• Abstract: On Wednesday, June 29th, Canadian Prime Minister Justin Trudeau will host US President Barack Obama and Mexican President Enrique Peña Nieto for the tenth North American Leaders’ Summit (NALS). All three leaders want this meeting to succeed. For President Obama, it will advance his climate agenda continentally and help to cement his legacy in managing good neighbourhood relations. Climate also rates high in President Peña Nieto’s agenda, along with improving access for Mexican goods and mobility for Mexicans within North America. In terms of Canada-Mexico relations, President Peña Nieto expects Prime Minister Trudeau to announce the lifting of the obnoxious Canadian visa requirement. For Prime Minister Trudeau, making his debut as host of a multilateral summit, it is another demonstration that ‘Canada is back’. He must reset the Mexican relationship by announcing the long-promised lifting of the visa. He will get to know Enrique Peña Nieto better (they met briefly at November’s G20 summit and they were friendly ‘rivals’ for ‘APEC ‘hottie’ at the subsequent Manila summit). The summit represents another opportunity for ‘face-time’ with Barack Obama with whom he has quickly established a strong personal friendship and to reciprocate the hospitality of the White House meetings and state dinner in March. The North American summit comes within a week of the Brexit referendum. It will offer an opportunity for the three leaders to demonstrate a different kind of continental integration – less centralized, less bureaucratic – but still successful in mutually advancing economic prosperity that reinforces the sovereignty of each member.
  • Topic: International Relations, International Political Economy, International Affairs
  • Political Geography: America, Canada
  • Author: Thomas Juneau
  • Publication Date: 07-2016
  • Content Type: Policy Brief
  • Institution: Canadian Global Affairs Institute (CGAI)
  • Abstract: The proposed $15 billion sale of light armoured vehicles to Saudi Arabia has brought significant attention – mostly negative – to Canada’s partnership with the Arabian Peninsula kingdom. Much of this criticism is valid: the human rights situation in Saudi Arabia is abysmal, and Canada and its allies incur costs by being associated with Riyadh’s poor foreign policy choices. But to stop the analysis here and call for the cancelling of the deal fails to take into account the strategic rationale underlying the relationship with Saudi Arabia. Despite its many flaws, the partnership between Saudi Arabia and West, and therefore Canada, remains necessary; rejecting it and turning Saudi Arabia into a rival would make things worse. An important implication is that the best way forward with regards to the LAV deal is to collectively hold our nose, uphold the agreement, and move on.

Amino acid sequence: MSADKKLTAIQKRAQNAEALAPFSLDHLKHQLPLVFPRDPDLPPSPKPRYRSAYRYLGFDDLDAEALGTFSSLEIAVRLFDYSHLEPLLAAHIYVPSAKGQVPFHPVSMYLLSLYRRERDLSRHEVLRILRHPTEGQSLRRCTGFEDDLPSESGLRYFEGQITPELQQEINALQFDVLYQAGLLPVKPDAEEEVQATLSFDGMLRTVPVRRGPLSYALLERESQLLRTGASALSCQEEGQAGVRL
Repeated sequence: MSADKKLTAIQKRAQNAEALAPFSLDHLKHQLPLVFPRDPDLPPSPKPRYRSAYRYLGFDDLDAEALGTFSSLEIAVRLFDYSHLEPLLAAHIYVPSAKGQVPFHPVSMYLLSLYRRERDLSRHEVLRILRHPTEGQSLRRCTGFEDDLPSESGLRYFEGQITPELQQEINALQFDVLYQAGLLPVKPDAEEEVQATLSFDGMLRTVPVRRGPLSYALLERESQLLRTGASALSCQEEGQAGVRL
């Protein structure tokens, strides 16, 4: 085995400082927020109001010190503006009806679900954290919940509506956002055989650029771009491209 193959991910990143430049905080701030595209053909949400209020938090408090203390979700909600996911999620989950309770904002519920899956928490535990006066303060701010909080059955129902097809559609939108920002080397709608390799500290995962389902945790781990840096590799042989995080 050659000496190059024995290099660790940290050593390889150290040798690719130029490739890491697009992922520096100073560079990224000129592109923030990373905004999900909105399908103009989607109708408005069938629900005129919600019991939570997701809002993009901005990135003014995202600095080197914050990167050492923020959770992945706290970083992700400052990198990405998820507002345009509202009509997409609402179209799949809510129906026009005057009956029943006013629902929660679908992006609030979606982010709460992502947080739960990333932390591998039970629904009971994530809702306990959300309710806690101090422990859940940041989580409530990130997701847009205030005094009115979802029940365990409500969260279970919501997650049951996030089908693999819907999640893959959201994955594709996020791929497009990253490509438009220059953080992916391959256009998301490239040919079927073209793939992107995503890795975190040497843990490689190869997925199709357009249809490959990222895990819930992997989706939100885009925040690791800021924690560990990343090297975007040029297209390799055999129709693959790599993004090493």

• Topic: International Relations, International Political Economy
  • Political Geography: Canada, Saudi Arabia
  • Author: John M Weekes
  • Publication Date: 08-2016
  • Content Type: Policy Brief
  • Institution: Canadian Global Affairs Institute (CGAI)
  • Abstract: This paper looks at the significance of the Trans-Pacific Partnership (TPP) for Canada. It situates the Agreement in the changing environment within which global commerce is conducted. It considers the prospects for TPP ratification, generally, in the US and Canada. It looks at the nature of the TPP as an agreement. It discusses the impacts on Canada in particular in the growing Asia Pacific region. Finally, it suggests options should TPP not be ratified in a timely fashion by the United States.
  • Topic: International Political Economy
  • Political Geography: Canada
  • Author: Stephen Blank
  • Publication Date: 06-2016
  • Content Type: Policy Brief
  • Institution: Canadian Global Affairs Institute (CGAI)
  • Abstract: The global economy can be viewed today as a myriad of border-crossing supply chain networks of production, supply, distribution and marketing systems. Given the enormous value embodied in these systems, and an environment increasingly characterized by uncertainty and vulnerability, it is not surprising that concern about supply chain security has intensified. Concern takes many forms. For example, how supply chains might be used as vehicles for criminal activity (smuggling, trafficking of narcotics and importing counterfeit goods) or acts of terrorism (radio-active materials, bombs, even nukes in containers). Technology-based threats to supply chains, such as cybercrimes, data breaches and IT failures, now appear more frequently in the literature on supply chain security. These threats could result in substantial disruption to supply chains and damage to companies and their customers. But larger storms are brewing, whose menace to supply chain security is greater still – and where actions to protect supply chains move more slowly. These include the continued deterioration of transportation infrastructure, a new posture on trade which views supply chains as threats to jobs and wages, and the impact of climate change. These threats do not lie off in the distant future; they are threats of today and tomorrow.
  • Topic: International Political Economy, International Security, International Affairs
  • Political Geography: Global Focus